Amazon, Netflix Studios and the Motion Picture Association of America have filed a copyright lawsuit against TickBox TV, a streaming media player the plaintiffs dub a “tool for mass infringement.” TickBox TV works by grabbing pirated video streams from the Internet, the plaintiffs say, giving users “instantaneous access to multiple sources” that stream copyrighted material without authorization. The Hollywood studios that make up the MPAA include Columbia, Disney, Paramount, 20th Century Fox, Universal and Warner Bros. Continue reading Amazon, Netflix, MPAA Go After TickBox TV for Infringement

Internet Firms Now Describe Themselves as Content Leaders

Google and other members of tech trade groups have gone up against the entertainment industry’s chief lobbying organizations in recent years, but now the tech firms are describing themselves in a new light. “We are the new faces of the American content industry, winning Emmys and Oscars, providing distribution for streaming-only Grammy winners, while creating services that address the challenge of piracy by allowing consumers to legally access content globally,” states a letter sent to U.S. Trade Representative Robert Lighthizer, which details concerns regarding the North American Free Trade Agreement. Continue reading Internet Firms Now Describe Themselves as Content Leaders

Incoming MPAA Chief Faces Industry Shifts, New Challenges

Entertainment industry veteran Charles Rivkin is replacing Christopher Dodd this week as the MPAA chief. While the position has historically faced numerous challenges, such as managing consensus among the six major Hollywood studios, Rivkin takes the helm as the industry contends with a growing list of new hurdles: the MPAA has yet to take a stance on the debate over net neutrality rules, Silicon Valley is a growing force in Washington, digital platforms and changes in consumer behavior are impacting theater attendance and traditional distribution models, and media continues to battle global piracy. Continue reading Incoming MPAA Chief Faces Industry Shifts, New Challenges

MoviePass Cuts Subscription to $10/Month, AMC Fights Back

Early Netflix executive Mitch Lowe is now in charge of MoviePass, and he plans to drop its movie ticket subscription price to $9.95, which will let customers go to one showing per day at any theater in the U.S. that accepts debit cards. In return, MoviePass pays theaters the full price of each ticket, with the exception of 3D or IMAX screens. The company just sold a majority stake to Helios and Matheson Analytics, a publicly traded data firm. AMC has stated it wants to block MoviePass subscribers. Continue reading MoviePass Cuts Subscription to $10/Month, AMC Fights Back

Hollywood Fights ‘Legal’ Software to Stream Pirated Content

CorkyTV pitches its service as “Free TV For Life!” The easy-to-use software, offered by Corky Stanton for sale on Amazon Fire sticks and other streaming devices costing up to $300, lets users stream TV shows and movies from dubious websites. Stanton claims the software is completely legal, placing the responsibility on the user. He represents a new kind of entrepreneur that is raising concern in Hollywood as the entertainment industry continues to battle piracy and copyright infringement. Continue reading Hollywood Fights ‘Legal’ Software to Stream Pirated Content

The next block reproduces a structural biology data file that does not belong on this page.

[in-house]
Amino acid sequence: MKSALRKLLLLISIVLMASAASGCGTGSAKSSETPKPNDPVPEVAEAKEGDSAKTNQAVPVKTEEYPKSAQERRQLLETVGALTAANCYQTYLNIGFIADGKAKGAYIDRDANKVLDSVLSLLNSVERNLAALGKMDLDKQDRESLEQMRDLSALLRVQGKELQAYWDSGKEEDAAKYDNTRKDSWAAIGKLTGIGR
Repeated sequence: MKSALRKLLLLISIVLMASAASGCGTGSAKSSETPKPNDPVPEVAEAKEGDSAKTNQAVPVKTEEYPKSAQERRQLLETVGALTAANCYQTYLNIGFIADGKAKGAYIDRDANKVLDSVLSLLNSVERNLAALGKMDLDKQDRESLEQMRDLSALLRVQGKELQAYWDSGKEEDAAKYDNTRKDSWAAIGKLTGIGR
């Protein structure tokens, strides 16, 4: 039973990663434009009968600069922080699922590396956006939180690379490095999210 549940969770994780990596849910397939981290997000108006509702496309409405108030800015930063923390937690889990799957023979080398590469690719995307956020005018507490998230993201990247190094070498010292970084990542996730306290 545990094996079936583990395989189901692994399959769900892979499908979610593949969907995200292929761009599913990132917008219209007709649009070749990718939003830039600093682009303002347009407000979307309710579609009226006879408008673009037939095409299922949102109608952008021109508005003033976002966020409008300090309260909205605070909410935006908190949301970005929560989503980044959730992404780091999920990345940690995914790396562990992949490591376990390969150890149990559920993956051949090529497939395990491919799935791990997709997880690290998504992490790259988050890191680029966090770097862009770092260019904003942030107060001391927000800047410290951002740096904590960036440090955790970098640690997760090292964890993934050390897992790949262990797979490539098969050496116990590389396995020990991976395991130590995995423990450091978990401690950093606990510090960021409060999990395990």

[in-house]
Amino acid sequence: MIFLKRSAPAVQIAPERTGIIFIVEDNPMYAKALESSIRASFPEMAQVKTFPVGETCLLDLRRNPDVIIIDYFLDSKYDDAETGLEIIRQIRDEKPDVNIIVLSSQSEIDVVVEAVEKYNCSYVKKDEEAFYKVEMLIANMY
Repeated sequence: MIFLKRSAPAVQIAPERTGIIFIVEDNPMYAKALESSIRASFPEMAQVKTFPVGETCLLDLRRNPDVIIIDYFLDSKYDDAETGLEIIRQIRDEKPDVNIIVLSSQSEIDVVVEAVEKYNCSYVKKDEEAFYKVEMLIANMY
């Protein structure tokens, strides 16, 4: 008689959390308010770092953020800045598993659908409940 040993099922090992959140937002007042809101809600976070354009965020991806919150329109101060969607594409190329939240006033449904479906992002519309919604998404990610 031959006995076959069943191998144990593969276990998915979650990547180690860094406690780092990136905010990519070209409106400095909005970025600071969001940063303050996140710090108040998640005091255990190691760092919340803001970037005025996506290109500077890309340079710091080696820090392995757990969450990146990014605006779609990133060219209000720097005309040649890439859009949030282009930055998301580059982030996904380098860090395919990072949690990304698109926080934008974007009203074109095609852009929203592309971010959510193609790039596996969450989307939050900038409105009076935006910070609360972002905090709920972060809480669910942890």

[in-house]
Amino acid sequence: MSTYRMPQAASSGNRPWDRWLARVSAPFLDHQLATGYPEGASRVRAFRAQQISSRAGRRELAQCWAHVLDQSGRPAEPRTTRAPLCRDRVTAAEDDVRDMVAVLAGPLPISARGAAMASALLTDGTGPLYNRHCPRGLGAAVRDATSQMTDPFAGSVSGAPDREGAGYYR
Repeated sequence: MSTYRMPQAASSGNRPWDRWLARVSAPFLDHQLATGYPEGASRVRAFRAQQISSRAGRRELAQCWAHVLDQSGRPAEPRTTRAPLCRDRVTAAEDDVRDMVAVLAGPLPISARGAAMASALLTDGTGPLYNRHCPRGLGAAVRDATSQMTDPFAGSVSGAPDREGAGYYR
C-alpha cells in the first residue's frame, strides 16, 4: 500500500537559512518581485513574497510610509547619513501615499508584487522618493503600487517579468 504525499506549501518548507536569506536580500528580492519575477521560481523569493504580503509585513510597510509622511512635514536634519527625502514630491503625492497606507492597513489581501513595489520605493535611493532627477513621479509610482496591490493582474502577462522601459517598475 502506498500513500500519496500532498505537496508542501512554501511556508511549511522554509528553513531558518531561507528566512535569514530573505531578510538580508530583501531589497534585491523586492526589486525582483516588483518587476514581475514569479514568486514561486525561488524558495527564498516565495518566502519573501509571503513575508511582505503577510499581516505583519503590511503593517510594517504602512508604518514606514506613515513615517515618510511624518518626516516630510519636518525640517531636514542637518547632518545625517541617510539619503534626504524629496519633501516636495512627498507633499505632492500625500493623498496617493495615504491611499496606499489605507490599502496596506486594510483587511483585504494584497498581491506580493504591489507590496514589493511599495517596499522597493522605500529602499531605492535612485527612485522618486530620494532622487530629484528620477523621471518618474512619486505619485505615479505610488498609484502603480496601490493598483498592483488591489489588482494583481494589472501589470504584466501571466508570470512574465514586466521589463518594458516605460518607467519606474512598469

Ad Trade Group Launches New Tool to Blacklist Piracy Apps

Trustworthy Accountability Group (TAG), an advertising industry alliance, has introduced a tool that will track apps promoting piracy, to alert advertisers not to run ads on such apps. The blacklist, which currently lists 8,000 violators, will be continuously updated with mobile apps that enable dissemination of pirated content, including music, movies, TV shows and games. TAG members and other organizations will help with the continual update. The MPAA and the Recording Industry Association of America both support TAG’s effort. Continue reading Ad Trade Group Launches New Tool to Blacklist Piracy Apps

Entertainment Companies Join Forces to Battle Online Piracy

A group of media and entertainment companies — including Amazon, AMC Networks, CBS, Disney, HBO, Hulu, Lionsgate, MGM, NBCUniversal, Netflix, Paramount Pictures, Sony Pictures Entertainment, Twentieth Century Fox and Warner Bros. — has formed a new coalition, the Alliance for Creativity and Entertainment (ACE), to combat online piracy. “ACE will draw on the anti-piracy resources of the MPAA,” reports Variety. “The group plans to conduct research, work with law enforcement to curtail illegal pirate enterprises and ‘pursue voluntary agreements with responsible parties across the Internet ecosystem.’” The coalition also plans “to file civil litigation in their fight against copyright infringement.” Continue reading Entertainment Companies Join Forces to Battle Online Piracy

Chinese Search Engine Baidu Now Defender of Copyright Law

Since Baidu began creating and licensing content, the Chinese search engine titan has become focused on protecting copyright, a complete U-turn from the days when it was often accused of being a pipeline for pirated content. Among its newly licensed content are original shows from Netflix. Data from China’s Supreme People’s Court reveals that almost 87,000 copyright-related cases were filed in the country in 2016, a figure that is 15-times more than the cases filed ten years previously. Continue reading Chinese Search Engine Baidu Now Defender of Copyright Law